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SILENCE INSTAGRAM TROLLS WITH KEYWORD FILTERS

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Instagram Instagram today introduced a new comment-moderation tool.

“We’re taking the next step to ensure Instagram remains a positive place to express yourself,” CEO Kevin Systrom wrote in a blog announcement.

 The photo-sharing service boasts a diverse community. But on social media, as in life, not everyone gets along. “To empower each individual, we need to promote a culture where everyone feels safe to be themselves without criticism or harassment,” Systrom said.
So, Instagram is rolling out to all users a keyword-moderation tool. Simply tap the gear icon in your profile and look for “Comments” — under the Settings header, between “Mobile Data Use” and the option to save original photos).

The feature lets anyone create a personalized list of words you consider offensive or inappropriate — whether it’s racial slurs, obscenity or just “Justin Bieber.” Users can build their own list or help themselves to the default words provided. Moving forward, comments featuring those words and phrases will be hidden from your posts, saving you the hassle of swiping to delete, reporting inappropriate comments and blocking accounts.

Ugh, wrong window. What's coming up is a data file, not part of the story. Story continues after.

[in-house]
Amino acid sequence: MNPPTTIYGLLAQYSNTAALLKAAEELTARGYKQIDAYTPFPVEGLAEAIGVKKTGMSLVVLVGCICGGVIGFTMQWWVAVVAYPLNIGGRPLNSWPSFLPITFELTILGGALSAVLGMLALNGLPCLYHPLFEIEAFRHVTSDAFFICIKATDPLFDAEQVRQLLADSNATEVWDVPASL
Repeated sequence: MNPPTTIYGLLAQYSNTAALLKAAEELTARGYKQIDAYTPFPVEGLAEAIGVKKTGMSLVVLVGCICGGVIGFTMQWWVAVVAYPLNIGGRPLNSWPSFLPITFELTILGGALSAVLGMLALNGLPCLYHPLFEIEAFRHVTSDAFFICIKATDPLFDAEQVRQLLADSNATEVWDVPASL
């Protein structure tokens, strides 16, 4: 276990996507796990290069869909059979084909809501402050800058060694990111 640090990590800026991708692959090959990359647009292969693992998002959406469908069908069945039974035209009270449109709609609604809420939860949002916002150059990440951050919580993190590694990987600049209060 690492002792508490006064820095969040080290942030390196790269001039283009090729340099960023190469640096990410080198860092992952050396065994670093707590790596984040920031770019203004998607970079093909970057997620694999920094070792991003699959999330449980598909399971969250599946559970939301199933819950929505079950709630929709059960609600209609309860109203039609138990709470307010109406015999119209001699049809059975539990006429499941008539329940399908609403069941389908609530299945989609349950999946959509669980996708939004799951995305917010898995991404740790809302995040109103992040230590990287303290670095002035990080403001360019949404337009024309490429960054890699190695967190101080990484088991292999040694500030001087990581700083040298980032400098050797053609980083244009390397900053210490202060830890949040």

“We know tools aren’t the only solution for this complex problem, but together we can work towards keeping Instagram a safe place for self-expression,” Systrom said.

This week’s adjustments, he added, are not only his “personal wish,” but also “our responsibility as a company.”

Over the summer, Instagram teased a new content-specific filtering feature that let users flip comments on and off on a per-post basis.

Rival Twitter has faced backlash over its inability to effectively crack down on trolls and hateful comments. Last month it introduced two new features aimed at giving users more control: a new “quality filter” option to your notification settings that, when enabled, prevents you from seeing “lower-quality content”; and anotherthat will limit alerts to only people you follow.

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Samsung to invest $115 billion in its foundry business by 2030